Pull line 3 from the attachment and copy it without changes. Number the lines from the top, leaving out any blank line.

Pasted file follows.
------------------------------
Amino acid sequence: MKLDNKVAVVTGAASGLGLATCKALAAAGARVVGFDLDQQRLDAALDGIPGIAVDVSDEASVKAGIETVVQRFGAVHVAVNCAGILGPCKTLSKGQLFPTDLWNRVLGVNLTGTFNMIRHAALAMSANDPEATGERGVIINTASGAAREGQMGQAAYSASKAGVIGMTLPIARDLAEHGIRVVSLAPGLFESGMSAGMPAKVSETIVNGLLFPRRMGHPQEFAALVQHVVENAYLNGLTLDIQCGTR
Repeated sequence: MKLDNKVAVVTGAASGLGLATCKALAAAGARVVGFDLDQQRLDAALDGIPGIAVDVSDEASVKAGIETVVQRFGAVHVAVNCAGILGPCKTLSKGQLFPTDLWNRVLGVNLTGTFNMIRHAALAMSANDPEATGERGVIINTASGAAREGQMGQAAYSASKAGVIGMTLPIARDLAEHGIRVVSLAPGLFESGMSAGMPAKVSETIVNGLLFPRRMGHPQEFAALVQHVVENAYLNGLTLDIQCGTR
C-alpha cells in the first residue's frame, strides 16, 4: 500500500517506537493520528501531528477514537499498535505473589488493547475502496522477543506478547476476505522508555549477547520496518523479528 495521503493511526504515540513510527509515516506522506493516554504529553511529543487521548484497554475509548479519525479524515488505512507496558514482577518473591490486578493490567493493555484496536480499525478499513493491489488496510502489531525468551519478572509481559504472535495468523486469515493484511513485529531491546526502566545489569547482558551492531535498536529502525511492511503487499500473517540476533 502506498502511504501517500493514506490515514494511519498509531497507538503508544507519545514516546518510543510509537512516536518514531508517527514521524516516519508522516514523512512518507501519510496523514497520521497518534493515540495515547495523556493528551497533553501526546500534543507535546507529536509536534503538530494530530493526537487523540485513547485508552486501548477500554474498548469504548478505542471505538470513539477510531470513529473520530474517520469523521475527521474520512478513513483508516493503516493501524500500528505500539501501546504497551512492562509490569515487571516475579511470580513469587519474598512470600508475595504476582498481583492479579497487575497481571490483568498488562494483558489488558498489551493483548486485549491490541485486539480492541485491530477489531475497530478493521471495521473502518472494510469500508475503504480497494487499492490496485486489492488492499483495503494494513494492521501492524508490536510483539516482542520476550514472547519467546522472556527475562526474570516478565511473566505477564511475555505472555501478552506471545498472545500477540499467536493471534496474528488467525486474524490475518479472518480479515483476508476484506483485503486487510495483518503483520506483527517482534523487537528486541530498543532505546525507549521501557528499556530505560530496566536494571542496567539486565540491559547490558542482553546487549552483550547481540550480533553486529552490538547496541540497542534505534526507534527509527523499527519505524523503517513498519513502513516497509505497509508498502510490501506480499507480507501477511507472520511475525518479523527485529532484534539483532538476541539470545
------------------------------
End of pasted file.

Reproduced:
C-alpha cells in the first residue's frame, strides 16, 4: 500500500517506537493520528501531528477514537499498535505473589488493547475502496522477543506478547476476505522508555549477547520496518523479528 495521503493511526504515540513510527509515516506522506493516554504529553511529543487521548484497554475509548479519525479524515488505512507496558514482577518473591490486578493490567493493555484496536480499525478499513493491489488496510502489531525468551519478572509481559504472535495468523486469515493484511513485529531491546526502566545489569547482558551492531535498536529502525511492511503487499500473517540476533 502506498502511504501517500493514506490515514494511519498509531497507538503508544507519545514516546518510543510509537512516536518514531508517527514521524516516519508522516514523512512518507501519510496523514497520521497518534493515540495515547495523556493528551497533553501526546500534543507535546507529536509536534503538530494530530493526537487523540485513547485508552486501548477500554474498548469504548478505542471505538470513539477510531470513529473520530474517520469523521475527521474520512478513513483508516493503516493501524500500528505500539501501546504497551512492562509490569515487571516475579511470580513469587519474598512470600508475595504476582498481583492479579497487575497481571490483568498488562494483558489488558498489551493483548486485549491490541485486539480492541485491530477489531475497530478493521471495521473502518472494510469500508475503504480497494487499492490496485486489492488492499483495503494494513494492521501492524508490536510483539516482542520476550514472547519467546522472556527475562526474570516478565511473566505477564511475555505472555501478552506471545498472545500477540499467536493471534496474528488467525486474524490475518479472518480479515483476508476484506483485503486487510495483518503483520506483527517482534523487537528486541530498543532505546525507549521501557528499556530505560530496566536494571542496567539486565540491559547490558542482553546487549552483550547481540550480533553486529552490538547496541540497542534505534526507534527509527523499527519505524523503517513498519513502513516497509505497509508498502510490501506480499507480507501477511507472520511475525518479523527485529532484534539483532538476541539470545